This one is all about mindset. What are you doing in your head? When you say “workout” – are you thinking about the “work”? What else can you think about? Perhaps the pride of committing to yourself and doing it. Maybe focusing on all the positive benefits (cardiovascular, flexibility, moving lymph, etc.)As an example, let’s say you chose walking as your exercise. Do you hate walking? Do you hate getting up and going to the bathroom so as to not leave a puddle in your seat? Do you hate walking into the kitchen to get food to nourish your body? Do you hate walking through the airport to get to your plane that’s waiting to take you to a fabulous vacation destination? No? Why not? It’s walking – and you hate exercise. Notice what you do in your head. Pay attention to what bothers you about exercise and working out – and start flipping it.

    For example, if you don’t like because you “have to” – then make the choice – decide it’s what you want to do, and see how that changes it.

Finally, if after all of this you are still struggling to get your workouts working for you, it might be time to take an honest look at whether this is something that you want to do, or something you think you should do. If you think you should because society or a doctor or a book or a guru or your mother tells you that you should – but you don’t really want to – then it’s likely going to be a struggle for you. That kind of external motivation never lasts very long. you have to find your reason – why you want to do this for you. Then you’ll find the motivation and your need for these excuse busters will be lessened.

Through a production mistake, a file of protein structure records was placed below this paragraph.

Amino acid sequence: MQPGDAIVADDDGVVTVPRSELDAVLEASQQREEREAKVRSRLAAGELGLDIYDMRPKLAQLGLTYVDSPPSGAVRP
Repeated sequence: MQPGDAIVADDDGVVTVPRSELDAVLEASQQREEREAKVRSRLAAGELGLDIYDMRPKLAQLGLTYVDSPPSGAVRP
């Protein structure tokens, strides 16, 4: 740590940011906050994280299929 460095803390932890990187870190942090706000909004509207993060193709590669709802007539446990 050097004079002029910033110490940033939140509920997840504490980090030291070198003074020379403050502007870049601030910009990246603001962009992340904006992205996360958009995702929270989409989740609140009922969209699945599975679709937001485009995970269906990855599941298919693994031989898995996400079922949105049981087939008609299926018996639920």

I hope these mindset hacks have helped you. If you have an excuse you think I haven’t heard – let me know!

Image Credits:
     Pixabay licensed under Pixabay License

Christy R. Hall

Christy R. Hall is a Wellness Mindset Coach & Emotional Alchemist. She focuses on helping people change their lives from the inside out. Trained in hypnosis, Rapid Transformational Therapy (RTT), various Emotional Freedom Techniques (EFT) and Neuro-Linguistic Programming (NLP), she has numerous skills to help clients achieve real and lasting change. Christy says, “When you know how the mind works, it’s easy to make changes.” Christy fancies herself to be a Jedi Master, a verbal Ninja, and a Mindset Architect. In her free time, she spins yarn (both literally spinning fiber into yarn, as well as, writing), crochets for charity, watches silly cat videos, looks at pictures of Corgis, and plays massively multiplayer online games. Her current favorite is Elder Scrolls Online.